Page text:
Film Review: Premium Rush

Experience a bike messenger’s view of Manhattan with Premium Rush, where racing through an intersection becomes a death-defying puzzle. Realistic stunts help compensate for plot holes and weak characterization.

Aug 23, 2012

-By Sarah Sluis


filmjournal/photos/stylus/1361798-Premium_Rush_Md.jpg

For movie details, please click here.

In action movies, car chases strain believability. All that swerving, going the wrong direction, and inability to stay within the dotted white lines—not much of that could happen in real life. For bike messengers, traffic violations are just how you get from point A to B. Writer-director David Koepp, who penned such action classics as Mission: Impossible, Jurassic Park and Spider-Man, finds an organic source of hair-raising action with his latest movie, Premium Rush, which filmed two years ago in Manhattan. The only problem is making the audience believe the characters are crazy enough to risk their lives to deliver an envelope. Here, that task can be a lot more difficult than nailing bike stunts.

One summer afternoon, bike messenger Wilee (Joseph Gordon-Levitt) takes a “premium rush” delivery that turns into a 90-minute race against taxis, a dirty cop, and a well-meaning member of the NYPD bike patrol. At first, Wilee protects the package on principle, even as he’s being tailed by a Toyota Camry, in the humdrum model’s most aggressive role to date. The driver of that car, Detective Monday (Michael Shannon), turns out to have incurred a debt in Chinatown’s underground gambling scene. The envelope contains a ticket that’s worth $50,000 under hawala, an underground money system that helps money cross borders discreetly (and has been frequently targeted in the post-9/11 world). As Wilee later finds out, the ticket is supposed to help a grad student (Jamie Chung) bring her child over from China, but of course that’s none of Monday’s concern. If only Monday can steal this envelope, he can settle his debts and start gambling again. Shannon’s bad cop verges in and out of being a caricature, but the actor’s performance satisfies on a more visceral level. His more extreme acts amuse, and he easily commands the screen.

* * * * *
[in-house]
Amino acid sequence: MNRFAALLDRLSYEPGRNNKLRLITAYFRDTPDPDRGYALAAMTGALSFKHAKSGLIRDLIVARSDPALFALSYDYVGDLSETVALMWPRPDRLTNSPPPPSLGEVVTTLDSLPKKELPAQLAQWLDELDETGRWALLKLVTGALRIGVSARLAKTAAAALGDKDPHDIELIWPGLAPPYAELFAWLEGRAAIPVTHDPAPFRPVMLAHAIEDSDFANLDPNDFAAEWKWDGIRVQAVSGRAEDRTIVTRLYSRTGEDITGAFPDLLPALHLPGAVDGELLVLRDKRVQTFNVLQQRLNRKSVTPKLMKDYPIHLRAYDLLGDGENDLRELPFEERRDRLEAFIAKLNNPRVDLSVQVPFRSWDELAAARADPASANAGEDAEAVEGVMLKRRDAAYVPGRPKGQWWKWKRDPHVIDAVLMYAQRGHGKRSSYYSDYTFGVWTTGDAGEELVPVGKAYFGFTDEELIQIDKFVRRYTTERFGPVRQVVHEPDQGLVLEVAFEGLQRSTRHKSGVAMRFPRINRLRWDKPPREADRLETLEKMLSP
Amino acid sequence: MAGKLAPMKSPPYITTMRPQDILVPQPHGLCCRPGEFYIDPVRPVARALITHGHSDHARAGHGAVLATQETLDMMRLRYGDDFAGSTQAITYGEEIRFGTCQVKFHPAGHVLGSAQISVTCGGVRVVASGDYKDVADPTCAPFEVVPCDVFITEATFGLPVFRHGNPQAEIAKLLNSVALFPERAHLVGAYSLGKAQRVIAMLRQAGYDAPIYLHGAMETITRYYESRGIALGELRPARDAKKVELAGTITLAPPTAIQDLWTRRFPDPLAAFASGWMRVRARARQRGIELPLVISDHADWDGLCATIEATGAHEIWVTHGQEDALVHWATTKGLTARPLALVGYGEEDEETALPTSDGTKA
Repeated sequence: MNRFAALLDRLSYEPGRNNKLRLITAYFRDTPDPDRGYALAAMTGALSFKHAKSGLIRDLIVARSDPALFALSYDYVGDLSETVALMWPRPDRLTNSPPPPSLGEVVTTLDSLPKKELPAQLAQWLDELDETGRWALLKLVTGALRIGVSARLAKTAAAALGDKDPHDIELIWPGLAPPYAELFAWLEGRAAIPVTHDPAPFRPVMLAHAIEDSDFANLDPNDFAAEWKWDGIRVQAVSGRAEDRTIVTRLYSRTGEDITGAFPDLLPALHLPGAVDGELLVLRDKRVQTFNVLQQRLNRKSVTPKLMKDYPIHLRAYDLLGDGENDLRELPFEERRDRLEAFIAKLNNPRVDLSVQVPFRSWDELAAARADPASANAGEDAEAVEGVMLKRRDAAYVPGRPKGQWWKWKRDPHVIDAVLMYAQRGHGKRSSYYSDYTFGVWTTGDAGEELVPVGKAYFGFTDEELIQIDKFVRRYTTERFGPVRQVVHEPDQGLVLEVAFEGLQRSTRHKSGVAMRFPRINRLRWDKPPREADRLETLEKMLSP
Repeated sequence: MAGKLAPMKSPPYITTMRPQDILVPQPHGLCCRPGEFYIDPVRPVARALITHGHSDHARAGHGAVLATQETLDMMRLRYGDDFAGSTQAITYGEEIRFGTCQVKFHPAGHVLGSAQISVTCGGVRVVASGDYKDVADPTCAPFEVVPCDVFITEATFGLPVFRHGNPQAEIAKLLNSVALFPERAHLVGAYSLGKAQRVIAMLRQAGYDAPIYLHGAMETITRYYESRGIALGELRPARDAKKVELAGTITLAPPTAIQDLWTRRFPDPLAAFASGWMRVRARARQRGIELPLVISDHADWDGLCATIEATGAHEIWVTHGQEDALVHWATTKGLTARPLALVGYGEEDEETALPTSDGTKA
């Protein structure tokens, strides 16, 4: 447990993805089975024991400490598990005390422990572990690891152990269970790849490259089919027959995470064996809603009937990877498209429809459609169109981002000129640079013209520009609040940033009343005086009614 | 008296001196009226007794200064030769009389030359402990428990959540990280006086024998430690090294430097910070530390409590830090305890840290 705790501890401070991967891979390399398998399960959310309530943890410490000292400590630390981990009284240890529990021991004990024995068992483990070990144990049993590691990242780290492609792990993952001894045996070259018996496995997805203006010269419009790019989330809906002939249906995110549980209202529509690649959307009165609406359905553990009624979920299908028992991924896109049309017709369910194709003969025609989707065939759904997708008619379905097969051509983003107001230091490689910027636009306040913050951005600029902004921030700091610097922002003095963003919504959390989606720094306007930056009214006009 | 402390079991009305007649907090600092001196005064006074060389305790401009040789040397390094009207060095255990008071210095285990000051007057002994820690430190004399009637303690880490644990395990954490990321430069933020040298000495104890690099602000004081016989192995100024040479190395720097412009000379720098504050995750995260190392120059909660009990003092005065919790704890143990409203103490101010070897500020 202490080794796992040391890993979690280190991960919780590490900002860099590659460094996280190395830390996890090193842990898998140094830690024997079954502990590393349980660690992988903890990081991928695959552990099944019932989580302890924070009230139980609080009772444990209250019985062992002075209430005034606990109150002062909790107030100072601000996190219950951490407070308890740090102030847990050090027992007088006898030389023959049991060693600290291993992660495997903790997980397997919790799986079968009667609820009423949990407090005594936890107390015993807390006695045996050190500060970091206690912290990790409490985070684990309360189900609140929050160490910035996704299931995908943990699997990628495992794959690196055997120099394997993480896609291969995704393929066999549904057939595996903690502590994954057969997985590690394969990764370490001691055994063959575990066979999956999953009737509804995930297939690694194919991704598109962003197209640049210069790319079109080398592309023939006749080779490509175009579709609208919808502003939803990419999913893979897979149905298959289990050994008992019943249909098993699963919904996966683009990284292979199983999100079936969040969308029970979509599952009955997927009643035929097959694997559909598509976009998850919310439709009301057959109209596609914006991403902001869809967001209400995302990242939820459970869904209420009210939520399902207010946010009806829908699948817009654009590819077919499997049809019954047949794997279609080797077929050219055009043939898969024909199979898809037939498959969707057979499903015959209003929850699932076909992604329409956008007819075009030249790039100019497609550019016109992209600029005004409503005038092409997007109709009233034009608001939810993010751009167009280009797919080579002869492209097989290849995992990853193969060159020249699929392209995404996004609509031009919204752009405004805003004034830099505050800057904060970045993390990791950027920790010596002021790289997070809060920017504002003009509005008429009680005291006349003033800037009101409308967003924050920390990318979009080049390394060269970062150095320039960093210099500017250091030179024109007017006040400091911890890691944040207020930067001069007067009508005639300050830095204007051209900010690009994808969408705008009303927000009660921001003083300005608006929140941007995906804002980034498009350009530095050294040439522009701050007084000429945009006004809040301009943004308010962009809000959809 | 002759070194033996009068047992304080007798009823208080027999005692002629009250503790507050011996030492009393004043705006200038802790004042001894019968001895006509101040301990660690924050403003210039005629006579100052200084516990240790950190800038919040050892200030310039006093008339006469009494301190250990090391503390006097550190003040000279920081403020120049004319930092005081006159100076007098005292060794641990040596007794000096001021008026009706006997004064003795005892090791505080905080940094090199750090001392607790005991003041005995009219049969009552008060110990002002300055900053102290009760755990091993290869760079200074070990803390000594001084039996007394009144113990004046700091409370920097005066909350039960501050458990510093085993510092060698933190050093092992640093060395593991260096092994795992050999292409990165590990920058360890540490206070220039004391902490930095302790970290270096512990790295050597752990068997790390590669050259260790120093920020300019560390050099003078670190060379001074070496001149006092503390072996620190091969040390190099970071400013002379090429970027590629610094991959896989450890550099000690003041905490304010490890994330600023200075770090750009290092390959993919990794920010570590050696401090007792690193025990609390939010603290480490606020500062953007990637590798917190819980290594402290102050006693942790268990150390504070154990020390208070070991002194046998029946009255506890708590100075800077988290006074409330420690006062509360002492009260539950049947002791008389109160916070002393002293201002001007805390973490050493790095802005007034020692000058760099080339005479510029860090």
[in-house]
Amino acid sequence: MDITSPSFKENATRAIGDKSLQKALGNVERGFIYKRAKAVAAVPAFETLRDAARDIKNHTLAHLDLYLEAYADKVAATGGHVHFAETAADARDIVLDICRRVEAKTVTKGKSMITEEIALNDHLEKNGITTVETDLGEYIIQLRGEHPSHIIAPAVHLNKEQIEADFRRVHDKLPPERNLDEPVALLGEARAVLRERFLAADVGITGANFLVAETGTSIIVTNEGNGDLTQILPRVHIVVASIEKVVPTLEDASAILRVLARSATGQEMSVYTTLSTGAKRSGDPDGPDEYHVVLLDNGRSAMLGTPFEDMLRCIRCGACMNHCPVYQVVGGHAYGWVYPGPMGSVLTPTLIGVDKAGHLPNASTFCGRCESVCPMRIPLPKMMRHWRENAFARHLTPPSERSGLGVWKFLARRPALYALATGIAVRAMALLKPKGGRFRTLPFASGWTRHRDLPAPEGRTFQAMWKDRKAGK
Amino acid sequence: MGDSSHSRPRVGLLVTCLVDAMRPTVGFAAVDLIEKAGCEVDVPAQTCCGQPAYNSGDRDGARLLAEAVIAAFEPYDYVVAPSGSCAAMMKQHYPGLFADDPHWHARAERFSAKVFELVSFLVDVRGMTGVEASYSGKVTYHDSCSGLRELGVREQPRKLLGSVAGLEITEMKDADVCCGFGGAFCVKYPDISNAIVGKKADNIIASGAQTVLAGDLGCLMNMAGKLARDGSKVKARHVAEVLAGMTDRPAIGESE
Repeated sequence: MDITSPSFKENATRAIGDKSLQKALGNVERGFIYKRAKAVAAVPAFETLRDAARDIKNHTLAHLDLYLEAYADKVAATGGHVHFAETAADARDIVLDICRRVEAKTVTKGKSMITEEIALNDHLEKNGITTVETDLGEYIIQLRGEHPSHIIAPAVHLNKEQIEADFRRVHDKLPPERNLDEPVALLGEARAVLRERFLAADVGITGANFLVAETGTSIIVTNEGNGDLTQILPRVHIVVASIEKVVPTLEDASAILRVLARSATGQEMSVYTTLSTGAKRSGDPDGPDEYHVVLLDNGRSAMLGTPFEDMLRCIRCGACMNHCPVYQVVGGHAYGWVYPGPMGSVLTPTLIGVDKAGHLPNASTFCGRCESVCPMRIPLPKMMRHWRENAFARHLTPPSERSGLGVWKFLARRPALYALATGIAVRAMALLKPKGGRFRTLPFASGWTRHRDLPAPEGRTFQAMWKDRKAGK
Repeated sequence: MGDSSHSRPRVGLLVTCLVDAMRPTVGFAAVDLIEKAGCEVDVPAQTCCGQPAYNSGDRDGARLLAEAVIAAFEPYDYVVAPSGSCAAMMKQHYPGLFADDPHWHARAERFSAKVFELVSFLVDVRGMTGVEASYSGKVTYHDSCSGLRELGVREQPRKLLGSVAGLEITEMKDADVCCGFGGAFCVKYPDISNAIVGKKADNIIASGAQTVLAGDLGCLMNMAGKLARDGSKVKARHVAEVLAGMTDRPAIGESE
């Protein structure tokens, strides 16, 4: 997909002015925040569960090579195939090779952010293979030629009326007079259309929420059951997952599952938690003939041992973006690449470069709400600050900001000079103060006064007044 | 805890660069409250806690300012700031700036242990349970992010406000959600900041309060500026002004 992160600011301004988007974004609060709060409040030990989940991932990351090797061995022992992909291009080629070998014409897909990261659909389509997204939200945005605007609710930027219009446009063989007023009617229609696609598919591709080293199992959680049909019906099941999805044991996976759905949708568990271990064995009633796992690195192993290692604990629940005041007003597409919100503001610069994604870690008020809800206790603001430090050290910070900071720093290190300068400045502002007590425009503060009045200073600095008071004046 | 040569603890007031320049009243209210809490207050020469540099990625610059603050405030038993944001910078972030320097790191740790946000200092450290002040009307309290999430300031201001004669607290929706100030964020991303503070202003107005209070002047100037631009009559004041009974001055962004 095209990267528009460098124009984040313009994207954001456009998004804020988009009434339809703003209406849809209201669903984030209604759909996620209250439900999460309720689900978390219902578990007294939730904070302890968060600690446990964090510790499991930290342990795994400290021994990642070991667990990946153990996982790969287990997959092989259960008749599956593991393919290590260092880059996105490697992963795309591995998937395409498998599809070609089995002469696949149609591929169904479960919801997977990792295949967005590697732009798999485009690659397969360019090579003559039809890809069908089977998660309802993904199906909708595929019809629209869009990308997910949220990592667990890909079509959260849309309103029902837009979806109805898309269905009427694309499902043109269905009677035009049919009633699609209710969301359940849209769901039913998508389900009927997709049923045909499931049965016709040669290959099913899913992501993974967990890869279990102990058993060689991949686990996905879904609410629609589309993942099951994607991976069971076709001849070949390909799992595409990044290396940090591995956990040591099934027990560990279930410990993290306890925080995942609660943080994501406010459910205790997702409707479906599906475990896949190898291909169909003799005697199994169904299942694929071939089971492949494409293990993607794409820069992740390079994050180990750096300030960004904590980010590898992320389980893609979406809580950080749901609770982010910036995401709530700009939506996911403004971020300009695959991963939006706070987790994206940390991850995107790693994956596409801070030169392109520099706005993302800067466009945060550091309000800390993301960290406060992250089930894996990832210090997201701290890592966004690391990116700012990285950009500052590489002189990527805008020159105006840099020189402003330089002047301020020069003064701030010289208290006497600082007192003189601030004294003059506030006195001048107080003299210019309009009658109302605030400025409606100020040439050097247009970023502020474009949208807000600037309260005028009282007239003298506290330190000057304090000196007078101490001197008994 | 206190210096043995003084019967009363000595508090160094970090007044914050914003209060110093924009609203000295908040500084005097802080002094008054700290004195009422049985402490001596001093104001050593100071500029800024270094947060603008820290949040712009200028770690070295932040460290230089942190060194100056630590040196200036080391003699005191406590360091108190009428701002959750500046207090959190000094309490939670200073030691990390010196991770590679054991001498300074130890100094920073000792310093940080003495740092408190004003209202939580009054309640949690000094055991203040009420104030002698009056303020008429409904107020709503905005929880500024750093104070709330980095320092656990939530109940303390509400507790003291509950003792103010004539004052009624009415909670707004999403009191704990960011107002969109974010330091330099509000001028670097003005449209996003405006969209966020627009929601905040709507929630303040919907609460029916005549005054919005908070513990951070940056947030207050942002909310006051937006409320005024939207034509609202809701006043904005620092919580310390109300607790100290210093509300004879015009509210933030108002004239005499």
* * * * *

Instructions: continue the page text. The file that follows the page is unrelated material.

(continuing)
Most Manhattan-set productions don’t bother to follow the laws of geography, but Premium Rush matches up the bike routes with city streets closely, if not perfectly. Wilee plugs directions into his smart-phone, giving the audience a peek at how he is mapping his journey. There’s also a clever “Bike Vision” that pulls us into Wilee’s mind as he tries to figure out a route through an intersection that won’t result in tipped-over baby carriages, smashed windshields, or pedestrians caught under a delivery truck. As Wilee pedals through Central Park and the Upper West Side, he keeps in touch with other messengers via wireless headsets, another crafty workaround that allows for more dialogue. Wilee’s most frequent calls are to Vanessa (Dania Ramirez), his sometime girlfriend, and Manny (Wolé Parks), a rival for Vanessa’s affections who gets in the way of Wilee’s delivery.

At times, it seems that the characters aren’t thinking of the most logical solutions to their problems—just the ones that lead to the most bike chases. Maybe Wilee and his crew have had too many concussions? The characters have been drawn so razor-quick, it’s hard to justify their choices based on their supposed personality traits. Can Manny really be so obstinate? Is Vanessa really so passive? Does Wilee really have that much of a death wish?

This year has been a big one for Manhattan-set tentpoles, from The Avengers blowing up enemies on Park Avenue, a lizard-man invading sewers and climbing skyscrapers in The Amazing Spider-Man, and the Manhattan-esque Gotham in The Dark Knight Rises. Those movies used complex arrays of green screens, visual effects and alternate sets to create their Manhattan. Premium Rush filmed its action sequences without any of those extras, as I discovered one day while walking down Fifth Avenue as bicycles zipped past, along with fast-moving taxis and cars. The stunts in this movie are the real deal. Watching bikers careen through traffic onscreen will give audiences a new respect for the messengers who whiz past them on the street. Wilee may be a risk-taker, but his character has nothing on the lead, Dave, in the ultimate cycling movie, 1979’s Breaking Away. Premium Rush is unlikely to create a new generation of daredevil bikers, but it’s a nice burst of adrenaline that cuts through the late August heat.